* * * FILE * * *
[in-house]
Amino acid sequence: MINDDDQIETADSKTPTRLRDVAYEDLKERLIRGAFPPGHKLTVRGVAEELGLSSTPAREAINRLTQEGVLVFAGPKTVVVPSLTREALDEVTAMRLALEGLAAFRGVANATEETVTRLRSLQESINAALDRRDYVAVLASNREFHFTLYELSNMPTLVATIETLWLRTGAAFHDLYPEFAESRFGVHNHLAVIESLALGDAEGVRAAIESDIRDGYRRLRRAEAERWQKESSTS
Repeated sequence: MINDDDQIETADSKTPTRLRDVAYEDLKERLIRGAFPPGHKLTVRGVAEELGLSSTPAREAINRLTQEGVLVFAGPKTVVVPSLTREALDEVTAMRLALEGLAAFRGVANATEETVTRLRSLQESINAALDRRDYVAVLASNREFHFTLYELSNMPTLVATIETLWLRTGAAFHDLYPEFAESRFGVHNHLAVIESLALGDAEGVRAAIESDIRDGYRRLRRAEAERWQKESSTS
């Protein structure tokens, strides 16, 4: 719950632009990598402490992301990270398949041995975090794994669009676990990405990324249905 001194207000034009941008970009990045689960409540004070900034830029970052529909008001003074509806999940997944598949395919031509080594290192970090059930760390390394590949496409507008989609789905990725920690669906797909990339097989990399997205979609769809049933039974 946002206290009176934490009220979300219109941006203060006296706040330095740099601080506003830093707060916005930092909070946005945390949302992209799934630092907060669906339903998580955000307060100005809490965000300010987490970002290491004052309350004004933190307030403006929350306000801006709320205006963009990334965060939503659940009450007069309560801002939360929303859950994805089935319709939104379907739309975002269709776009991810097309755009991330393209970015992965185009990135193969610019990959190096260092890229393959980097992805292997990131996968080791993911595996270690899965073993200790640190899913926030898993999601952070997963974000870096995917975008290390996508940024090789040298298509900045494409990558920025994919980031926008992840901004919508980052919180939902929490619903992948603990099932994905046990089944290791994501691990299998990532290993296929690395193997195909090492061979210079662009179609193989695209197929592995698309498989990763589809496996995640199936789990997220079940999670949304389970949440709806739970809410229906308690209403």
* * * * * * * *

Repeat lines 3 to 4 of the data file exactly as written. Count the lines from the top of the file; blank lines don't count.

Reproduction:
Repeated sequence: MINDDDQIETADSKTPTRLRDVAYEDLKERLIRGAFPPGHKLTVRGVAEELGLSSTPAREAINRLTQEGVLVFAGPKTVVVPSLTREALDEVTAMRLALEGLAAFRGVANATEETVTRLRSLQESINAALDRRDYVAVLASNREFHFTLYELSNMPTLVATIETLWLRTGAAFHDLYPEFAESRFGVHNHLAVIESLALGDAEGVRAAIESDIRDGYRRLRRAEAERWQKESSTS
């Protein structure tokens, strides 16, 4: 719950632009990598402490992301990270398949041995975090794994669009676990990405990324249905 001194207000034009941008970009990045689960409540004070900034830029970052529909008001003074509806999940997944598949395919031509080594290192970090059930760390390394590949496409507008989609789905990725920690669906797909990339097989990399997205979609769809049933039974 946002206290009176934490009220979300219109941006203060006296706040330095740099601080506003830093707060916005930092909070946005945390949302992209799934630092907060669906339903998580955000307060100005809490965000300010987490970002290491004052309350004004933190307030403006929350306000801006709320205006963009990334965060939503659940009450007069309560801002939360929303859950994805089935319709939104379907739309975002269709776009991810097309755009991330393209970015992965185009990135193969610019990959190096260092890229393959980097992805292997990131996968080791993911595996270690899965073993200790640190899913926030898993999601952070997963974000870096995917975008290390996508940024090789040298298509900045494409990558920025994919980031926008992840901004919508980052919180939902929490619903992948603990099932994905046990089944290791994501691990299998990532290993296929690395193997195909090492061979210079662009179609193989695209197929592995698309498989990763589809496996995640199936789990997220079940999670949304389970949440709806739970809410229906308690209403």